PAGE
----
Industry training organisations are a vital component of the national training framework, complementing the work of training and enterprise councils at local level, and the Government well recognise the value of their contribution individually, and collectively through their national council. The order will secure the continuation of effective training arrangements in the small but important engineering construction sector as part of the network of sector training arrangements. I commend it to the House.
We have no intention of dividing the House, but we will take this opportunity to express our concerns about some of the Government's work in the training sector. The order relating to the Engineering Construction Industry Training Board is moved every year, and another order is moved for the Construction Industry Training Board.
It is a tragedy that what started as an impressive infrastructure of skills training in the early part of the 1980s has been reduced from 23 boards to two. The key worry about the Government's policies is that this may be one of the last times that an order is moved. The Government are considering reducing the final two boards to what they euphemistically describe as a voluntary situation. We take exception to that and I want to highlight the continuing crisis in skills in Britain and the Government's failure to face up to the reality of that crisis, and to describe some of the deficiencies in Government policies.
Nearly 100,000 young people are currently without a youth training place. For two reasons, that is a scandal. First, young people have neither training nor a job and, secondly, they have no benefit. The Government can dismiss that by saying that it is a matter for social security, but Britain is now the only country in Europe in which nearly 100,000 young people are not offered training, a job, or benefit. Consequently, they have no hope of securing a place in a society that is still dominated by the work ethic. In this decade the Government have led us to believe that there was an economic miracle. The recently published labour force survey for 1991 shows that there was a fall in the number of people in training in Britain. How can that be when the Government have told us—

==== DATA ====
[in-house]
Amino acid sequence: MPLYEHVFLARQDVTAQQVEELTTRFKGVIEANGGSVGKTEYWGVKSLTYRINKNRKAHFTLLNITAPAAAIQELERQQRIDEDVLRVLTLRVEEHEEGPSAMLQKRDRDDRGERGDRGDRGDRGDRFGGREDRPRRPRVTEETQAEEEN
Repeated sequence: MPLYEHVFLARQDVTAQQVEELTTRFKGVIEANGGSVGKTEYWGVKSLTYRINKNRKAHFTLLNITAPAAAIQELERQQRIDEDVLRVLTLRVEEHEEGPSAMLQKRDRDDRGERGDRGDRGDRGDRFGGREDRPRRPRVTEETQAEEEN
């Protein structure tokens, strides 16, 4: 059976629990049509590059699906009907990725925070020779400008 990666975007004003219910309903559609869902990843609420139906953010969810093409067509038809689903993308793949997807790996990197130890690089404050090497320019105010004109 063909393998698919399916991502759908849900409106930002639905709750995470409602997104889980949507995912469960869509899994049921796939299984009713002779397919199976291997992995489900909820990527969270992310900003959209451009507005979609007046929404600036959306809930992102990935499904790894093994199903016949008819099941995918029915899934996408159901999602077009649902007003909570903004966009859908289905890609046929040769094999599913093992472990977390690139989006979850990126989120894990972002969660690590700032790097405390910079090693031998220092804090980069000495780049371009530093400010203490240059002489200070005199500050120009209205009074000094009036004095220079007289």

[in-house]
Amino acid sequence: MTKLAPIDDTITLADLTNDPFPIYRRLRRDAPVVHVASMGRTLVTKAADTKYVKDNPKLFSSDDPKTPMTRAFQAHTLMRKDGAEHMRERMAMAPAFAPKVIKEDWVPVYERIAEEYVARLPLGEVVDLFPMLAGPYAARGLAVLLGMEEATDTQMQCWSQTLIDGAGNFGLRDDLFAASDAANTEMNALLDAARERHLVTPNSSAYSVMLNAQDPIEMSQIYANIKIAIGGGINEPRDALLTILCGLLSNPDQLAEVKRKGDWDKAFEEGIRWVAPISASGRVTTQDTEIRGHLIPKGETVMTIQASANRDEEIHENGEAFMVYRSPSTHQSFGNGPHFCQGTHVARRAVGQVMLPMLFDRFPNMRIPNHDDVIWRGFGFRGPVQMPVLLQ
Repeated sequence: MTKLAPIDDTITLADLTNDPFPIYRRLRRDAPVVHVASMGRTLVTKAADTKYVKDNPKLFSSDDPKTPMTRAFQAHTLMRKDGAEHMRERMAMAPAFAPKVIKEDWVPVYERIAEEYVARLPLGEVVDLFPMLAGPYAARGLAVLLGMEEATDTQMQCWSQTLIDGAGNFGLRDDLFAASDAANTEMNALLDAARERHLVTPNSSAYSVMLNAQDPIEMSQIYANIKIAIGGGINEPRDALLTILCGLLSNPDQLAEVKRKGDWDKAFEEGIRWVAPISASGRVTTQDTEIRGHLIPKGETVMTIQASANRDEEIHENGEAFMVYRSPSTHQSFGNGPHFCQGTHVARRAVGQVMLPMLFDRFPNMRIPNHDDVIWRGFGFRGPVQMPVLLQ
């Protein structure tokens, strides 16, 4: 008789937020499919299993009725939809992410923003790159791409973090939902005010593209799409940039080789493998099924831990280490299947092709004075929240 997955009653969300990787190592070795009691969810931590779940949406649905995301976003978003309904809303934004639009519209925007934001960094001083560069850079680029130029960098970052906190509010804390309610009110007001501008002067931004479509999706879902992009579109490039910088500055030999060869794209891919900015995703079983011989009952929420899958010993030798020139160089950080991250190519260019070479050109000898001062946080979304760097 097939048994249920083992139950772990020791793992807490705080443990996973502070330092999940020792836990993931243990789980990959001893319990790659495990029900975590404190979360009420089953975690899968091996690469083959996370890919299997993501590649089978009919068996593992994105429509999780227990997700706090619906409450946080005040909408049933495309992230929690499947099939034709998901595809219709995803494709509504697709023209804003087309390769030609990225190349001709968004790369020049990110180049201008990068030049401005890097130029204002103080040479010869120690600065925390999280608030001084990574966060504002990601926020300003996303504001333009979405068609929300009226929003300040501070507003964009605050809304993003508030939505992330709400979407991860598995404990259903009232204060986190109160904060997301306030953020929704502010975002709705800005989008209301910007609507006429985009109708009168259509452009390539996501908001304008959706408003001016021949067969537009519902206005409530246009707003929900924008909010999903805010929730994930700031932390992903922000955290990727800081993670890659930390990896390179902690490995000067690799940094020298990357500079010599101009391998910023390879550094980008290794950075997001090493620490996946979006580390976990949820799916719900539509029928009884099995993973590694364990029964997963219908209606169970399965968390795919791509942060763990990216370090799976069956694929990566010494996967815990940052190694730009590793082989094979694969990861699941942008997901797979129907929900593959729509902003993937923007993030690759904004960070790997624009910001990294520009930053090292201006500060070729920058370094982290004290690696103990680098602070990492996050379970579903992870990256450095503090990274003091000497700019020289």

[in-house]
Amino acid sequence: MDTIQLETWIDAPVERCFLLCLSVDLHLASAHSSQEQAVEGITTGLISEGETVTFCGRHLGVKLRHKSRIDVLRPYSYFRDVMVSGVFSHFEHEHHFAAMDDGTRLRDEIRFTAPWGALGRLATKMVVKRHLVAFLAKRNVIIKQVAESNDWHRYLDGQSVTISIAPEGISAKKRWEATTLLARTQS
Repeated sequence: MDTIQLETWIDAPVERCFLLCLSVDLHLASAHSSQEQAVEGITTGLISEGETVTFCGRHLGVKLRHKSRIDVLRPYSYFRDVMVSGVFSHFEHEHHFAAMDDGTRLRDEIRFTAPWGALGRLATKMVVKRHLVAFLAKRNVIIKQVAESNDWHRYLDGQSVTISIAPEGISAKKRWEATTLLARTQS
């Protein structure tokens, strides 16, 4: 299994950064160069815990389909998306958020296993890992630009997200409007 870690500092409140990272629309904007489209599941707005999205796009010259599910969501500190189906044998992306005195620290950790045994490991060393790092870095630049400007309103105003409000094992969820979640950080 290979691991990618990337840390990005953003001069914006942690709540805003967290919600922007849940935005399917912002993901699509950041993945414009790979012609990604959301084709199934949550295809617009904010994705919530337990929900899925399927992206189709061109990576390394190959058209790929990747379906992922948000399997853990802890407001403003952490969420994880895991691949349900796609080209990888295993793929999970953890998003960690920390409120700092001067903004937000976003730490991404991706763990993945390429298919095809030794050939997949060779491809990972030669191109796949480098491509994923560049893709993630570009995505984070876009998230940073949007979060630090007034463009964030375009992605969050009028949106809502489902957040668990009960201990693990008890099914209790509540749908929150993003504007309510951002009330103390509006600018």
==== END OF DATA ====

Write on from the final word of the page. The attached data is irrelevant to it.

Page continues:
The engineering industry has the most impressive record of all industries in training young people. The labour force survey, which I mentioned, includes people of all ages who are training in all industries, including engineering. My speech is germane not only to the engineering industry but to the wider skills crisis that the Government are ignoring. I shall deal with our specific worries about that industry's future.